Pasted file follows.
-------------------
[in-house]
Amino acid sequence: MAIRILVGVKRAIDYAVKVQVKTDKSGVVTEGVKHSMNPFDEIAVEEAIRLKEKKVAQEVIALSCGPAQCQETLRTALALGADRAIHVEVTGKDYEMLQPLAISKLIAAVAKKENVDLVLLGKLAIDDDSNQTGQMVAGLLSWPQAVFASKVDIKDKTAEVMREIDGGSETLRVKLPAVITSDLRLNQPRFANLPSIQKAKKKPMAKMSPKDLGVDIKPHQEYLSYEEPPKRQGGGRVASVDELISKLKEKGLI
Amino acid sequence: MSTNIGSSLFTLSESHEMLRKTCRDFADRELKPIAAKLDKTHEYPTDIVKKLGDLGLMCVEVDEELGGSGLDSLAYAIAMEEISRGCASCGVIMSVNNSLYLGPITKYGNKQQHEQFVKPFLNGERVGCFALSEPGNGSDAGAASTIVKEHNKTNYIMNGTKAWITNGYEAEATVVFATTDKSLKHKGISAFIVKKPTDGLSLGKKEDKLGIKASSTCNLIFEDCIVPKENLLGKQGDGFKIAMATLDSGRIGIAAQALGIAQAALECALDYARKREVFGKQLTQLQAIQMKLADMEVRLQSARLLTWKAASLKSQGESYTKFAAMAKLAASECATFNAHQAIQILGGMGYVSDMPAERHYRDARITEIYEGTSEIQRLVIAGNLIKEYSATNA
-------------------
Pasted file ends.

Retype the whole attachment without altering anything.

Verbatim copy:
[in-house]
Amino acid sequence: MAIRILVGVKRAIDYAVKVQVKTDKSGVVTEGVKHSMNPFDEIAVEEAIRLKEKKVAQEVIALSCGPAQCQETLRTALALGADRAIHVEVTGKDYEMLQPLAISKLIAAVAKKENVDLVLLGKLAIDDDSNQTGQMVAGLLSWPQAVFASKVDIKDKTAEVMREIDGGSETLRVKLPAVITSDLRLNQPRFANLPSIQKAKKKPMAKMSPKDLGVDIKPHQEYLSYEEPPKRQGGGRVASVDELISKLKEKGLI
Amino acid sequence: MSTNIGSSLFTLSESHEMLRKTCRDFADRELKPIAAKLDKTHEYPTDIVKKLGDLGLMCVEVDEELGGSGLDSLAYAIAMEEISRGCASCGVIMSVNNSLYLGPITKYGNKQQHEQFVKPFLNGERVGCFALSEPGNGSDAGAASTIVKEHNKTNYIMNGTKAWITNGYEAEATVVFATTDKSLKHKGISAFIVKKPTDGLSLGKKEDKLGIKASSTCNLIFEDCIVPKENLLGKQGDGFKIAMATLDSGRIGIAAQALGIAQAALECALDYARKREVFGKQLTQLQAIQMKLADMEVRLQSARLLTWKAASLKSQGESYTKFAAMAKLAASECATFNAHQAIQILGGMGYVSDMPAERHYRDARITEIYEGTSEIQRLVIAGNLIKEYSATNA